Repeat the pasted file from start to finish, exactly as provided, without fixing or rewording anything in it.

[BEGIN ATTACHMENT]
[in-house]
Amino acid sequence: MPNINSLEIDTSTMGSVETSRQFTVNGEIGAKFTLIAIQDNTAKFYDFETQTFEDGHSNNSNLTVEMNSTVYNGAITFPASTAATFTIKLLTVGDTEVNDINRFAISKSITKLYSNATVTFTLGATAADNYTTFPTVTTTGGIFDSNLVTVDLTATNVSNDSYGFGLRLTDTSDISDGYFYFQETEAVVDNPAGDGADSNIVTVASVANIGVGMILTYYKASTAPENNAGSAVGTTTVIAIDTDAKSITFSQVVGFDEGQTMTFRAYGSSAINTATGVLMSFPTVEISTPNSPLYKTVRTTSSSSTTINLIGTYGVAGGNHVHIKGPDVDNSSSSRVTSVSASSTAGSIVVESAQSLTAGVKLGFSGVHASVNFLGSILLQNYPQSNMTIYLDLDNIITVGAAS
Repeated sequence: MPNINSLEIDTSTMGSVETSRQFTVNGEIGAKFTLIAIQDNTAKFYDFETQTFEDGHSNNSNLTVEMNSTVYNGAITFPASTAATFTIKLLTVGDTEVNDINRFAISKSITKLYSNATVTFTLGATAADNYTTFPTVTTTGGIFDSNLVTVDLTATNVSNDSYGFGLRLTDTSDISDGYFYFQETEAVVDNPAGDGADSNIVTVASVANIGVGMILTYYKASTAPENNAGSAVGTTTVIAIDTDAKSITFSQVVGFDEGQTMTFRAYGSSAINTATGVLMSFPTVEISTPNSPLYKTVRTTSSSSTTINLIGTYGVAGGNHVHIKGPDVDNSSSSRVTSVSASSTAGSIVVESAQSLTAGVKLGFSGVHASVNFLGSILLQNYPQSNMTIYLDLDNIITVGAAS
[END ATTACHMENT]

[in-house]
Amino acid sequence: MPNINSLEIDTSTMGSVETSRQFTVNGEIGAKFTLIAIQDNTAKFYDFETQTFEDGHSNNSNLTVEMNSTVYNGAITFPASTAATFTIKLLTVGDTEVNDINRFAISKSITKLYSNATVTFTLGATAADNYTTFPTVTTTGGIFDSNLVTVDLTATNVSNDSYGFGLRLTDTSDISDGYFYFQETEAVVDNPAGDGADSNIVTVASVANIGVGMILTYYKASTAPENNAGSAVGTTTVIAIDTDAKSITFSQVVGFDEGQTMTFRAYGSSAINTATGVLMSFPTVEISTPNSPLYKTVRTTSSSSTTINLIGTYGVAGGNHVHIKGPDVDNSSSSRVTSVSASSTAGSIVVESAQSLTAGVKLGFSGVHASVNFLGSILLQNYPQSNMTIYLDLDNIITVGAAS
Repeated sequence: MPNINSLEIDTSTMGSVETSRQFTVNGEIGAKFTLIAIQDNTAKFYDFETQTFEDGHSNNSNLTVEMNSTVYNGAITFPASTAATFTIKLLTVGDTEVNDINRFAISKSITKLYSNATVTFTLGATAADNYTTFPTVTTTGGIFDSNLVTVDLTATNVSNDSYGFGLRLTDTSDISDGYFYFQETEAVVDNPAGDGADSNIVTVASVANIGVGMILTYYKASTAPENNAGSAVGTTTVIAIDTDAKSITFSQVVGFDEGQTMTFRAYGSSAINTATGVLMSFPTVEISTPNSPLYKTVRTTSSSSTTINLIGTYGVAGGNHVHIKGPDVDNSSSSRVTSVSASSTAGSIVVESAQSLTAGVKLGFSGVHASVNFLGSILLQNYPQSNMTIYLDLDNIITVGAAS